One of the greatest features of the Targa Florio was that the practice laps around the 44.6-mile Sicilian road course were not closed off to traffic. Top flight prototypes shared the roads with oxcarts. It was insane.
Thankfully, no one is running R18 TDis or Toyota TS030s next to unsuspecting motorists as drivers have a hard enough time dealing with other professionals, let alone random people. Still, now that old racing cars are out of duty as sporting equipment, they can live new, unexpected, exciting lives as real cars.
It's tough to get too surprised by anything on the road in L.A.; I used to see Elon Musk's McLaren F1 parked outside the SpaceX offices in El Segundo on a daily basis. However, not too long ago I had a literal heart-stopping moment on PCH in Redondo Beach. As I headed north in light traffic, I spotted something very old and very red parked at the curb in front of a tailor's shop. I kept driving for about a block and a half, perhaps because my brain didn't allow me to acknowledge that I had actually seen what I just had. Then, it hit me like a tazer shot to the groin: that was an Alfa Romeo P3 monoposto, parked on the effing street.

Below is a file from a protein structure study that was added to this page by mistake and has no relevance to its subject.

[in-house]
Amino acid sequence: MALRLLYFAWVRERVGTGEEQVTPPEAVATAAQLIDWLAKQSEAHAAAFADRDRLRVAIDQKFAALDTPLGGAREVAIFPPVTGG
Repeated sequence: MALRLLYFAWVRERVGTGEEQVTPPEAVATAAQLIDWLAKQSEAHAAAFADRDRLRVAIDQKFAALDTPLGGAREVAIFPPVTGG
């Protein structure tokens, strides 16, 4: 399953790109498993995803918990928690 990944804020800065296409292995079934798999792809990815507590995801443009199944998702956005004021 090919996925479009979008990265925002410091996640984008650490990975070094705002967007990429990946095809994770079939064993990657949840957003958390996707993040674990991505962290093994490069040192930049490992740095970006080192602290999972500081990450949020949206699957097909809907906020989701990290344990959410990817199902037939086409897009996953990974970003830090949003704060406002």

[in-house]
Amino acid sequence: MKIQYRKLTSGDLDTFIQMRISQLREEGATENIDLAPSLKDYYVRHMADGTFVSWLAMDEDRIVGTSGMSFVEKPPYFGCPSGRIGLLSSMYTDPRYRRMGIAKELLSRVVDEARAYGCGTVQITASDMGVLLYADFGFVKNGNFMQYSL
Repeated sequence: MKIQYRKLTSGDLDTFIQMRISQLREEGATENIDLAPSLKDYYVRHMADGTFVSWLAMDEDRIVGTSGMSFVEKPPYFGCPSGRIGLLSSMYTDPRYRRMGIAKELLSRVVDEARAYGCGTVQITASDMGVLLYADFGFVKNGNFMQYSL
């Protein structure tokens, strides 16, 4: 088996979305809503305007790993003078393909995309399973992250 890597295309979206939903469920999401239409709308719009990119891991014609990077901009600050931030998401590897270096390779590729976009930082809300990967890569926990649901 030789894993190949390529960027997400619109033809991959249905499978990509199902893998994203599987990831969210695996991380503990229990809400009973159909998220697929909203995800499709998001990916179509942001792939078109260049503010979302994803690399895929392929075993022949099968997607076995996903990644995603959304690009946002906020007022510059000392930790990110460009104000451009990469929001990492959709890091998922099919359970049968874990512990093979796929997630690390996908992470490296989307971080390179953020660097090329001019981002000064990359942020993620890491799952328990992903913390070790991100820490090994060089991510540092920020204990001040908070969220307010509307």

I circled the block as quickly as I could, parking a respectful distance behind the vintage grand prix racer. I walked around it several times - yep, it was real - and then took off in search of the owner. I found him inside the tailor's; he's a somewhat well-known collector of vintage Ferraris, who seemed surprised that I had heard of him. I asked the obvious question: "What is the exact brass content of your balls that allows you to drive that priceless piece of racing history on the street?" I got the obvious answer: "It's a just a car, and it should be driven!"
Turns out, it's his daily driver.
Wait, am I missing the real story? Who else here knew that Musk drove a McLaren?